Cancer survivors often say, "Having cancer was the best thing that ever happened to me." A serious illness causes one to slow down and take stock of life. After my thyroid scare and brush with death, I became very conscious of my mission and the limited time and energy I have left to fulfill my purpose. Recently I had a large chunk of skin cancer removed. The surgeon thinks he removed it all, but it made me realize afresh how fragile our lives are and how we can take it all for granted until it is too late. When I left the surgeon's office, still woozy with anesthetic, I called my daughter and asked her permission to use her inheritance to buy a farm. For eight years we have been talking about and dreaming about buying a farm. It was never was the right time, we never had enough money to bring our dream to life. After my surgery, I realized there never would be a perfect time or enough financing. But I was determined that my daughter and I would enjoy our farm together.

Anyone can live in this moment. All it takes is tuning out and turning off. Carve out quiet time for yourself, preferably in the morning when your mind and body are refreshed. Living in this moment doesn't have to be a ritual or complicated; it needs only to be reminded. Most mornings, I sit at my kitchen table to drink coffee and let the dogs wander in and out. I listen to the birds and enjoy the quiet time to wake up slowly, think and plan my day without outside intrusion or distractions. Living in this moment is not expensive or difficult; it just takes a commitment to yourself.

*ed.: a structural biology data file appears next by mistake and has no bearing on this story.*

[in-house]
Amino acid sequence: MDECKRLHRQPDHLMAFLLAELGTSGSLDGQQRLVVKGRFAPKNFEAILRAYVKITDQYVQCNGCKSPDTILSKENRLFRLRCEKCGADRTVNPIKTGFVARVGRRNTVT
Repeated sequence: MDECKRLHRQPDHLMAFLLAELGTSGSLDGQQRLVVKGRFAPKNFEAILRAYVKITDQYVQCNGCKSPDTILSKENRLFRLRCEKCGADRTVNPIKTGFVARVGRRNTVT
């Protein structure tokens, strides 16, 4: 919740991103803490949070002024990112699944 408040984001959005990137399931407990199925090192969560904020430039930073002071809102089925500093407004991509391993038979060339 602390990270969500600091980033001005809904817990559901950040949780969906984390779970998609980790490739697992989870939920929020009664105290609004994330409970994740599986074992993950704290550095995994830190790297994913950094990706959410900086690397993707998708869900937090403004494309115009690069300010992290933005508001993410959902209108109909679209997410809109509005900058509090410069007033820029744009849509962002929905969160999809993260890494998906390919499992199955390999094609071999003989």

The Author


Rebecca Barnett is an author and motivational speaker on character-centered leadership. Rebecca has a dozen years of executive experience with American’s most admired and aggressive retailers, including The Home Depot and The Limited. Drawing on her research and corporate experience, Rebecca offers practical, pragmatic, experienced solutions. Beyond her corporate, academic and research credentials, Rebecca is a success story on a personal level. Far from a privileged upbringing, Rebecca spent seven years working her way through college and raising her daughter. Her drive, determination and potential were recognized as she earned scholarships and benefited from mentoring by those who believed in her. She continued the fast track of success in her professional life, reaping professional and financial rewards. It took a dramatic wake-up call in the form of a health and family crisis to make her realize she had paid too high a price. Rebecca holds a Bachelor of Science in Business Administration from The Ohio State University, and a Master of Arts in Organizational Communication from Western Kentucky University where she is an adjunct professor. Rebecca is a national referee and black belt in the Olympic sport of Judo. She is a Silver medallist in the 2001 World Masters Championships.

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Copyright 2003 by Rebecca Barnett. All rights reserved.